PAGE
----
An Israeli Diver Discovered a Crusader Sword at the Bottom of the Sea

Not long after Israeli archaeologists announced the unprecedented discovery of a Crusader encampment south of Tel Aviv, a diver named Shlomi Katzin came across a shell-encrusted crusader sword on the floor of the Mediterranean, along with centuries-old anchors and pottery fragments. The sword dates to the time of the Third Crusade, which lasted from 1188 to 1192. Eduardo Medina reports:

The water off the Carmel coast remains the same temperature year-round, which helped preserve the iron in the sword. Because the iron was oxidized, shells and other marine organisms stuck onto it like glue. . . . The sword would have been expensive to make at the time and viewed as a status symbol.

In England, the launching of the Third Crusade, which coincided with the coronation of Richard I (“the Lionheart”), was accompanied by some of the country’s worst massacres of Jews, most notably in the city of York. By contrast, unlike previous crusades, it did not spark anti-Semitic violence in Germany, thanks to the intervention of Emperor Frederick Barbarossa. Frederick did, however, levy a special tax on Jews to help fund his Middle Eastern venture, in exchange for his protection.

In a short video, Jacob Sharvit of the Israel Antiquities Authority displays the sword and explains its significance:

Read more at New York Times

More about: Anglo-Jewry, Anti-Semitism, Archaeology, Crusades, Mediterranean Sea, Middle Ages

Hizballah Is Learning Israel’s Weak Spots

On Tuesday, a Hizballah drone attack injured three people in northern Israel. The next day, another attack, targeting an IDF base, injured eighteen people, six of them seriously, in Arab al-Amshe, also in the north. This second attack involved the simultaneous use of drones carrying explosives and guided antitank missiles. In both cases, the defensive systems that performed so successfully last weekend failed to stop the drones and missiles. Ron Ben-Yishai has a straightforward explanation as to why: the Lebanon-backed terrorist group is getting better at evading Israel defenses. He explains the three basis systems used to pilot these unmanned aircraft, and their practical effects:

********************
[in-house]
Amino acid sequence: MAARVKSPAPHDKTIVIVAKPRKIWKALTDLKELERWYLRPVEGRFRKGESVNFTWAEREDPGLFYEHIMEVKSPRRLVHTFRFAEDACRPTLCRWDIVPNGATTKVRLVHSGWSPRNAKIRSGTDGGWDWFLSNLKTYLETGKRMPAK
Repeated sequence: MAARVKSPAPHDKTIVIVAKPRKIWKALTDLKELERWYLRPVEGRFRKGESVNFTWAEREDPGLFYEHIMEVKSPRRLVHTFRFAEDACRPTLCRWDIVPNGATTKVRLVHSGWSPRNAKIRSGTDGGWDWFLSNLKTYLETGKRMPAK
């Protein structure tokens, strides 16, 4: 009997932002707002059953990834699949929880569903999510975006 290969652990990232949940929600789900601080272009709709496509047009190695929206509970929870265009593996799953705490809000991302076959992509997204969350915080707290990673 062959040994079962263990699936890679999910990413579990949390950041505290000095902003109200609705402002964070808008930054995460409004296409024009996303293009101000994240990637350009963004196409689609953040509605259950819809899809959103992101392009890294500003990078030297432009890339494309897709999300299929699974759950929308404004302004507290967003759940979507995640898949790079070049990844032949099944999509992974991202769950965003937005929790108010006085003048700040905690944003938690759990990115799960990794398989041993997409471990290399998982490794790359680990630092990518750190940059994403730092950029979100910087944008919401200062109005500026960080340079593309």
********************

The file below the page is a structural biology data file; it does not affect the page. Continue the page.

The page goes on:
These systems allow drones to act similarly to fighter jets, using “dead zones”—areas not visible to radar or other optical detection—to approach targets. They fly low initially, then ascend just before crashing and detonating on the target. The terrain of southern Lebanon is particularly conducive to such attacks.

But this requires skills that the terror group has honed over months of fighting against Israel. The latest attacks involved a large drone capable of carrying over 50 kg (110 lbs.) of explosives. The terrorists have likely analyzed Israel’s alert and interception systems, recognizing that shooting down their drones requires early detection to allow sufficient time for launching interceptors.

The IDF tries to detect any incoming drones on its radar, as it had done prior to the war. Despite Hizballah’s learning curve, the IDF’s technological edge offers an advantage. However, the military must recognize that any measure it takes is quickly observed and analyzed, and even the most effective defenses can be incomplete. The terrain near the Lebanon-Israel border continues to pose a challenge, necessitating technological solutions and significant financial investment.

Read more at Ynet

More about: Hizballah, Iron Dome, Israeli Security